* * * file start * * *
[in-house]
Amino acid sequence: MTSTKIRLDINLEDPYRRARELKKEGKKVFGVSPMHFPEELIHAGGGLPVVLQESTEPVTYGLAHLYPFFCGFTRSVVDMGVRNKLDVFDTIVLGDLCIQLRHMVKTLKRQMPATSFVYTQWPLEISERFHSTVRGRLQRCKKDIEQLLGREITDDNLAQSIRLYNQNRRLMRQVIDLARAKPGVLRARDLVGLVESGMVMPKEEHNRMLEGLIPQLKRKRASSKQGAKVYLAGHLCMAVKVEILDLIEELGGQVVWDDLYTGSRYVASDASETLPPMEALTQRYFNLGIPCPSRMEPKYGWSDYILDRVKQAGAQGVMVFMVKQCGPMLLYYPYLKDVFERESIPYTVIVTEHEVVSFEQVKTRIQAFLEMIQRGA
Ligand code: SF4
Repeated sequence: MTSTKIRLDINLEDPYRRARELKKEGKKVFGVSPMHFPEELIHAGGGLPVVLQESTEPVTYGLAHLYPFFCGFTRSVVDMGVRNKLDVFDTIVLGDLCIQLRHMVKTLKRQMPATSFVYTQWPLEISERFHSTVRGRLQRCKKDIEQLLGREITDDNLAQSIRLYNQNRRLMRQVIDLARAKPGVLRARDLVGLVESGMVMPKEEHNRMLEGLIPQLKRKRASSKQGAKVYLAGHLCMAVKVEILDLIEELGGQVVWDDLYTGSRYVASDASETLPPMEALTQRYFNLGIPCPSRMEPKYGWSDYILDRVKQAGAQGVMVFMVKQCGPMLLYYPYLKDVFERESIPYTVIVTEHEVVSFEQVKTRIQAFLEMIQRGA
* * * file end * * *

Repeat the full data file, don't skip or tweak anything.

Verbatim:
[in-house]
Amino acid sequence: MTSTKIRLDINLEDPYRRARELKKEGKKVFGVSPMHFPEELIHAGGGLPVVLQESTEPVTYGLAHLYPFFCGFTRSVVDMGVRNKLDVFDTIVLGDLCIQLRHMVKTLKRQMPATSFVYTQWPLEISERFHSTVRGRLQRCKKDIEQLLGREITDDNLAQSIRLYNQNRRLMRQVIDLARAKPGVLRARDLVGLVESGMVMPKEEHNRMLEGLIPQLKRKRASSKQGAKVYLAGHLCMAVKVEILDLIEELGGQVVWDDLYTGSRYVASDASETLPPMEALTQRYFNLGIPCPSRMEPKYGWSDYILDRVKQAGAQGVMVFMVKQCGPMLLYYPYLKDVFERESIPYTVIVTEHEVVSFEQVKTRIQAFLEMIQRGA
Ligand code: SF4
Repeated sequence: MTSTKIRLDINLEDPYRRARELKKEGKKVFGVSPMHFPEELIHAGGGLPVVLQESTEPVTYGLAHLYPFFCGFTRSVVDMGVRNKLDVFDTIVLGDLCIQLRHMVKTLKRQMPATSFVYTQWPLEISERFHSTVRGRLQRCKKDIEQLLGREITDDNLAQSIRLYNQNRRLMRQVIDLARAKPGVLRARDLVGLVESGMVMPKEEHNRMLEGLIPQLKRKRASSKQGAKVYLAGHLCMAVKVEILDLIEELGGQVVWDDLYTGSRYVASDASETLPPMEALTQRYFNLGIPCPSRMEPKYGWSDYILDRVKQAGAQGVMVFMVKQCGPMLLYYPYLKDVFERESIPYTVIVTEHEVVSFEQVKTRIQAFLEMIQRGA